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NCLR’s Big Announcement for 2024

By Margaret Bauer, Editor

If you look on the spines of the first 5 issues of NCLR, you’ll see they are labeled 1.1, 1.2, 2.1, 2.2, then 5. With the 1996 issue, Alex realized – accepted – NCLR would be an annual. Curating, editing, and designing the print issues simply takes a year to complete.  

In 2012, however, our twenty-first year in print, we added NCLR Online, after several issues had exceeded 200 pages, some by a lot (the 2009 issue is 260 pages). Alex had been right: NCLR needed to be biannual. But our budget could not handle another print issue, and in any case, by this time, we were seeing more digital publications and recognized the web could broaden our audience.  

We elected to make these online issues open access and moved book reviews into them, along with literary news stories. After all, our mission does include promoting as well as preserving the state’s rich literary history. We would help writers promote their new books this way. The additional pages without the additional print and mailing costs also allowed us to accept more of our contests’ finalists for publication.

Soon, these online issues grew to be as lengthy as the print issue. 

Then in 2022, after twenty years in print and ten years of a single annual online issue, we added a second online issue, in part to accommodate our ambitious goal of releasing at least 52 book reviews a year on our vibrant new website.

Via the broad audience of our online issues, digitizing the print issues for library subscription services, and, of course, social media, word about NCLR is getting out. We are receiving more and more submissions of interviews and literary criticism. COVID isolation seemed to inspire an increase in submissions to the contests, which led us to want to increase the number of finalists we would publish.  

Therefore, after just two years of two annual online issues: **drumroll**  . . .  

I am proud (and a bit trepidatious) to announce that NCLR is becoming a quarterly – this year – 2024. Digital Editor Devra, Art Director Dana, and I have been talking about it since last summer, as I realized how much strong material is coming in. I didn’t want to turn down NCLR-appropriate content just because of space issues. And, as I worked with Assistant Editor Desiree’s students on designing over two dozen book reviews last fall, then pulled those together with the finalist poetry and creative nonfiction, plus other content, I realized I already had a hundred pages for the winter issue – with several pieces still out for design and more reviews coming in all the time. We would just have to add a spring issue.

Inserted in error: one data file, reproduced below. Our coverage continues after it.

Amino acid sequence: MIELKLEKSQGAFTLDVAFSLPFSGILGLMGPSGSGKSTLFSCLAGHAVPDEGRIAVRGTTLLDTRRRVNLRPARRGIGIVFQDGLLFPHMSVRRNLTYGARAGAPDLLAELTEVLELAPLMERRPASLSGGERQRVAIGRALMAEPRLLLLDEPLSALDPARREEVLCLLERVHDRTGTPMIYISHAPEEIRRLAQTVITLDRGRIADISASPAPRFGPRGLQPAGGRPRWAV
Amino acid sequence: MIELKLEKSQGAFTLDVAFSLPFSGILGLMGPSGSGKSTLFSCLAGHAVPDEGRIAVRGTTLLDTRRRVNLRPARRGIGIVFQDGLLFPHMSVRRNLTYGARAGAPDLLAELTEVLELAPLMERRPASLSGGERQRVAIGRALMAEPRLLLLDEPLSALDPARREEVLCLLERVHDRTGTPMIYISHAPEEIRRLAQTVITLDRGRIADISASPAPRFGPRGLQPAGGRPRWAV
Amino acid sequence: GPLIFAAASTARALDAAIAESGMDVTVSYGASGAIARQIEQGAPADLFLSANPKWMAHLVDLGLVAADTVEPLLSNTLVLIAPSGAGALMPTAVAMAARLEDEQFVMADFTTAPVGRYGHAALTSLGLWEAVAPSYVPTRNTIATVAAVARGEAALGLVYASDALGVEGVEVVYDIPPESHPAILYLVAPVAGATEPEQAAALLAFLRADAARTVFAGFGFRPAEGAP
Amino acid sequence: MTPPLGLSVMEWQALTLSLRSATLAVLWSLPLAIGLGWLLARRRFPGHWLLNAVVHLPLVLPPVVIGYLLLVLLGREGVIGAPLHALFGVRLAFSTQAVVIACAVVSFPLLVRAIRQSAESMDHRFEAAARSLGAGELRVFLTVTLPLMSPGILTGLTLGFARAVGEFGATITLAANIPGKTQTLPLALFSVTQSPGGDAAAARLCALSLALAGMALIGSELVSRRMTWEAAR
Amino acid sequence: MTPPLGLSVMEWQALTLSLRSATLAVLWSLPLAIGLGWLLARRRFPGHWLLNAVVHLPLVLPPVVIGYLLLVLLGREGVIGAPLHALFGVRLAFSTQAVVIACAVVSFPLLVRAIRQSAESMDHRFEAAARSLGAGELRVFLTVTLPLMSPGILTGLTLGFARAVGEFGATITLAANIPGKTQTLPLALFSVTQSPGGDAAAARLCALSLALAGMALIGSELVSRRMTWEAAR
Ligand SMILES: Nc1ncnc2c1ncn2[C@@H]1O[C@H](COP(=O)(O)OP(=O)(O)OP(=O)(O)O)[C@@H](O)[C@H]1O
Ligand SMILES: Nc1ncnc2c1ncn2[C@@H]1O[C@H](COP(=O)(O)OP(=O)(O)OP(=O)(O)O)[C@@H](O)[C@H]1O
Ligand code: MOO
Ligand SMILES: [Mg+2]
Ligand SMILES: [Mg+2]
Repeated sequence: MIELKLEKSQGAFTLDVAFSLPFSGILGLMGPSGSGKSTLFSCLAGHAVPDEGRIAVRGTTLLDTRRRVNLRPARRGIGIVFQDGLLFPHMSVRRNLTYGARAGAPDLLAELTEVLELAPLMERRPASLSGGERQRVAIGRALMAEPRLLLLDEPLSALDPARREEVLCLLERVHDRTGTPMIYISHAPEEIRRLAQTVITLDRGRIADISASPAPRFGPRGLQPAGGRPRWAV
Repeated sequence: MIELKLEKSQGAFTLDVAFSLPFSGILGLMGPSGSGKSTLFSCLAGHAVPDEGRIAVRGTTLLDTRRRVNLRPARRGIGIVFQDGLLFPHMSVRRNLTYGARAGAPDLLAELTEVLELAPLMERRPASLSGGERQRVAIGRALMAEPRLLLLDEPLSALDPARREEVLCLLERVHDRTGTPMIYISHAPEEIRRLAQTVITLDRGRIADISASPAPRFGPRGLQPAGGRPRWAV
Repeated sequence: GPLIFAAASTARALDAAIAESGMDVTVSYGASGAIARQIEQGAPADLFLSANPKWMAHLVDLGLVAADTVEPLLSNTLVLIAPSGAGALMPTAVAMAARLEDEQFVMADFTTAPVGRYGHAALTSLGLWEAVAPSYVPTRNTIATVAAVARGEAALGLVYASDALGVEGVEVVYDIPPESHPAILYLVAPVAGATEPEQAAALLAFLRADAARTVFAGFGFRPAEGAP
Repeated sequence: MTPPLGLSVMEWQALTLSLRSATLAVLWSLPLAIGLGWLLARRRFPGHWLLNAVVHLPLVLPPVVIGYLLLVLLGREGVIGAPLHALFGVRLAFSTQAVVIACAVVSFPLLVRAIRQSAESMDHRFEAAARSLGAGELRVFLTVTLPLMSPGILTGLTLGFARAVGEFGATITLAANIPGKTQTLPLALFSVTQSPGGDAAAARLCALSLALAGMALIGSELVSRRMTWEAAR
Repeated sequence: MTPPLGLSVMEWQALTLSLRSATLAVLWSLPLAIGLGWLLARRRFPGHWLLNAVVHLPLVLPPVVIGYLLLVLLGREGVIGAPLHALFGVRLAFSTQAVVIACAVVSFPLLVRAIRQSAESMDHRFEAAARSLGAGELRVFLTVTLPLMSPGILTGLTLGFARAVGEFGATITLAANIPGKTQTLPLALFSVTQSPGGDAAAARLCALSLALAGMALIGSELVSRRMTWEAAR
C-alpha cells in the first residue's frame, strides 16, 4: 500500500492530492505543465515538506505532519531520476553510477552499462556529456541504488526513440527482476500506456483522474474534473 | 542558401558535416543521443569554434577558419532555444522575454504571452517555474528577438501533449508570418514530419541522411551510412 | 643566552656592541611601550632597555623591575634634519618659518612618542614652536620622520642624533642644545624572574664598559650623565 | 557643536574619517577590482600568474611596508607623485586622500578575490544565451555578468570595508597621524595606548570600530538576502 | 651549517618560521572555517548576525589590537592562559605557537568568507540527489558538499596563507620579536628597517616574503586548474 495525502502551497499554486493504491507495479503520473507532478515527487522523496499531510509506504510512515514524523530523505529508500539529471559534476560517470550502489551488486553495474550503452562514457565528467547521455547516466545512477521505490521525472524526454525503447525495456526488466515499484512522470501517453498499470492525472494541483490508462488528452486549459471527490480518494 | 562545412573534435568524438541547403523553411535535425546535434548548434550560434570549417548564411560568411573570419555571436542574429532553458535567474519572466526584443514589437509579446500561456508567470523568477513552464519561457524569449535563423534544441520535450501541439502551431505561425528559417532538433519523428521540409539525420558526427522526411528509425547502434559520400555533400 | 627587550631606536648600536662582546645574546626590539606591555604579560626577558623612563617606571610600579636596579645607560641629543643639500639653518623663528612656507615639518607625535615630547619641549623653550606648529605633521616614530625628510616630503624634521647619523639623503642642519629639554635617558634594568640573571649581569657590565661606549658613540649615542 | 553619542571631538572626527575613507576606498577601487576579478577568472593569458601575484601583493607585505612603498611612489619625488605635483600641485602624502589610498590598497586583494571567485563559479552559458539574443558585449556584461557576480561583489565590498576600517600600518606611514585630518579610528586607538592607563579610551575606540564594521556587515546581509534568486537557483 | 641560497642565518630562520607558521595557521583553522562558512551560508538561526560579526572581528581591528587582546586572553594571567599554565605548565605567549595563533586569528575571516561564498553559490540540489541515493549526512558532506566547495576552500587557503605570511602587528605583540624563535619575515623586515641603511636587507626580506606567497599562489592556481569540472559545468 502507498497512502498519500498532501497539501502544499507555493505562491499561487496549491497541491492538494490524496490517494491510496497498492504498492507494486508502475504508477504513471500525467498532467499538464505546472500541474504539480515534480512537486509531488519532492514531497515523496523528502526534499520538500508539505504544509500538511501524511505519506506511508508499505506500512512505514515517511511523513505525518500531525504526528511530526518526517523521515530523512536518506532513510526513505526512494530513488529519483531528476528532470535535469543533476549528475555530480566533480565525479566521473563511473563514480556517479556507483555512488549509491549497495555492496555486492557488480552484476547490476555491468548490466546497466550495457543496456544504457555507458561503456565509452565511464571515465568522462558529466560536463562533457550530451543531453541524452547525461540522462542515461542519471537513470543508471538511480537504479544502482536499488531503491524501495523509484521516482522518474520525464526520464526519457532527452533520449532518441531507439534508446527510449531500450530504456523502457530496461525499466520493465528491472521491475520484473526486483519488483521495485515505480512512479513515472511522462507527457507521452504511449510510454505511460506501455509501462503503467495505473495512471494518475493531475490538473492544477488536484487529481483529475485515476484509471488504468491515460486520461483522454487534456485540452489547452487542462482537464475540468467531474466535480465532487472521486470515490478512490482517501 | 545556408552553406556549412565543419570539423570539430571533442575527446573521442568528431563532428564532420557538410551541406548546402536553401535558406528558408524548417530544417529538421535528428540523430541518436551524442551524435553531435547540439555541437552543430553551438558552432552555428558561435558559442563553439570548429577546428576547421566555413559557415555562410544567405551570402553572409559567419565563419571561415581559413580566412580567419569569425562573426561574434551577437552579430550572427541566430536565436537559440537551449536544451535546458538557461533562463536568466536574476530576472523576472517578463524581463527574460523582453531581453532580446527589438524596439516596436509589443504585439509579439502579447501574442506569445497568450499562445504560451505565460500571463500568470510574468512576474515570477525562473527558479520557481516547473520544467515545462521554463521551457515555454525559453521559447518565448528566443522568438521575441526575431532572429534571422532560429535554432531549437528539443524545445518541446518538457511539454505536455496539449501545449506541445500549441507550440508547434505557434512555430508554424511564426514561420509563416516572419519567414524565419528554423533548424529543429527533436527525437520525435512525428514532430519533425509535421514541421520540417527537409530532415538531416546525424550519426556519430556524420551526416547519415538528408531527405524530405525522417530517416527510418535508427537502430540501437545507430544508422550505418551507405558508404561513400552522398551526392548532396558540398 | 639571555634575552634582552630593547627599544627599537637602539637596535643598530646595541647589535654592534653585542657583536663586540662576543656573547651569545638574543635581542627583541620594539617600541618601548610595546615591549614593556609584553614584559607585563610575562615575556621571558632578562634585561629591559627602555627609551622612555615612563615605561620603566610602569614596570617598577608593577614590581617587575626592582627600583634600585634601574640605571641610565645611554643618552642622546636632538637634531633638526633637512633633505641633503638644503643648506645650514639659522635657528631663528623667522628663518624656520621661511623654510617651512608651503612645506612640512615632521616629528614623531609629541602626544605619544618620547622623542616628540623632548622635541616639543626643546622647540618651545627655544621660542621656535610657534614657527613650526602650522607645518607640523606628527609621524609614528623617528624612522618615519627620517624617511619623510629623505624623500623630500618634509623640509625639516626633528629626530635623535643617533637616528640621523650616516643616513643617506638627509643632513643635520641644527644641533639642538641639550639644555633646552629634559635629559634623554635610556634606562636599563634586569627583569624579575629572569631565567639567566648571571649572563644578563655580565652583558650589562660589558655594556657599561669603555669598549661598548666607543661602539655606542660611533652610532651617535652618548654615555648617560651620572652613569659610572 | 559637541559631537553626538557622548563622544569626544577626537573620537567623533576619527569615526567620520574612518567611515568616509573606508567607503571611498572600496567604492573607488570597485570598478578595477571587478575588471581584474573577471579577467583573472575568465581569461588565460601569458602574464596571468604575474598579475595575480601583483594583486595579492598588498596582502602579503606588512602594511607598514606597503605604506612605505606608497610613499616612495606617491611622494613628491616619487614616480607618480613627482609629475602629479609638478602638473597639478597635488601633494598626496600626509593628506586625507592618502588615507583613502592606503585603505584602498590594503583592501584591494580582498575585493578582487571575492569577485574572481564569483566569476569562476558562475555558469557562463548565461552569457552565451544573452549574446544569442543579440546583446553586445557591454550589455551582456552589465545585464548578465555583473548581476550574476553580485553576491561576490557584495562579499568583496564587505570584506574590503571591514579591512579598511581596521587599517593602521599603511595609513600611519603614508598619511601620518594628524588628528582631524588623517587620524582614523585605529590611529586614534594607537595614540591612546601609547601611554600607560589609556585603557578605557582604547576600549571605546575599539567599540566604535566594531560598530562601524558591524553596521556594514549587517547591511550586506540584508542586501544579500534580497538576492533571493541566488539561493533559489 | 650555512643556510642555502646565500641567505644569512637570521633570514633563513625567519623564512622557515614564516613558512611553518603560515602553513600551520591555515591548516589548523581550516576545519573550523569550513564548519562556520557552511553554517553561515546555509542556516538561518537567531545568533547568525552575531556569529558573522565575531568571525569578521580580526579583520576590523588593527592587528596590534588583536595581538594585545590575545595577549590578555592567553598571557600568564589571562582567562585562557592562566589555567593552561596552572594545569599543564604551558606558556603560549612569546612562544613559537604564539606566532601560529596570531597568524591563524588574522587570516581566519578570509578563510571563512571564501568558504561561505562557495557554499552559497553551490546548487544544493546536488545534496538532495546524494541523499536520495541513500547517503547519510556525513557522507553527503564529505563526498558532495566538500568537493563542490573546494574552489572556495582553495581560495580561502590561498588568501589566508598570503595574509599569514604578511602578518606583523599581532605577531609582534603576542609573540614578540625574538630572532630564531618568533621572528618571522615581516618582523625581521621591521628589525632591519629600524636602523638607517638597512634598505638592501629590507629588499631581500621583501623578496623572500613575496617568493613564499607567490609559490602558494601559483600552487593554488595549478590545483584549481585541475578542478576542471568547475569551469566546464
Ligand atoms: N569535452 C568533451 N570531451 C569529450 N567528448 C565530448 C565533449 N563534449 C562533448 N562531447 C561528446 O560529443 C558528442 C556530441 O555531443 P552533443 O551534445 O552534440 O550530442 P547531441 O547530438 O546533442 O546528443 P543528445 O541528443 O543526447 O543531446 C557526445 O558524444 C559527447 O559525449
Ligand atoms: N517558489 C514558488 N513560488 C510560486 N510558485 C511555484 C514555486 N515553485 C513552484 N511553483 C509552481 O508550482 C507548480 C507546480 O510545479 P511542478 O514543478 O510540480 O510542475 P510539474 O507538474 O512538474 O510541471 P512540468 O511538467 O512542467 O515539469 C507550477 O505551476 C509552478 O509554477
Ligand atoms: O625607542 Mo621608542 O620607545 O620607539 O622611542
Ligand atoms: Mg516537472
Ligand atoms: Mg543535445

I remind you all that we have doubled our production workload within the time that we have added only one semi-permanent (grant-funding dependent), part-time staff member; that the majority of the editorial staff (including our new guest feature editors) volunteer their service on top of their own full workloads; that the student staff turns over regularly; that the editor and art director are also professors; and that there are still only twenty-four hours in a day. All of which is to say that we still need to expand NCLR’s permanent staff, at least by a full-time managing editor to share the thus far editor-only familiarity with the day-to-day production tasks. Such positions are not unusual for literary magazines and scholarly journals. Southern Cultures comes to mind: published within the North Carolina state university system, as we are, it started a year after our first issue appeared but with staffing and funding that allowed it to begin as a quarterly. We’ve often produced as many pages of content in a year as this kindred publication. Imagine what we could do with the same level of financial support.  

Why am I telling you all of this? I’m asking for your help in demonstrating to our sources of funding the value NCLR holds for you:  

ECU’s East magazine celebrates NCLR‘s 25 anniversary in 2016; NCLR Art Director Dana Ezzell Lovelace (left) with Bauer and then Fiction Editor Liza Wieland (now retired)

Subscribe: which allows you to enter NCLR’s creative writing contests and shows our funders that people are reading our pages. Encourage others to subscribe. Ask your local independent bookstore to add NCLR to their shelves. 

Click on the links to the Friday from the Archives content Devra posts each week: reading our digital content through Proquest, your library, etc. does add up and is applied to our printing and mailing costs at UNC Press. 

Purchase back issues, which also helps pay our UNC Press invoice if you buy through them and to access our full ECU budget if you buy through our ECU store. Does your local or school library have a complete set? Selling just 4 complete sets of NCLR through UStore before the end of the fiscal year would release the rest of the part of our annual budget that is contingent upon sales—not to mention that it would provide your community or school with this important research resource.  

Donate whatever amount you can afford. Just $25 allows us to pay an honorarium for a semifinalist’s poem, $50 for a finalist’s poem, story, or essay. Our annual large gifts from NCLR friends and foundations supplement our operational budget, keeping us in the black even as we’ve expanded production over the past decade-plus.  

We also welcome book review volunteers and are considering guest feature editors/topics for future years. And of course, if you are a North Carolina writer (or writing about a North Carolina writer), submit. 

Thank you for your helping us preserve and promote North Carolina’s rich literary culture.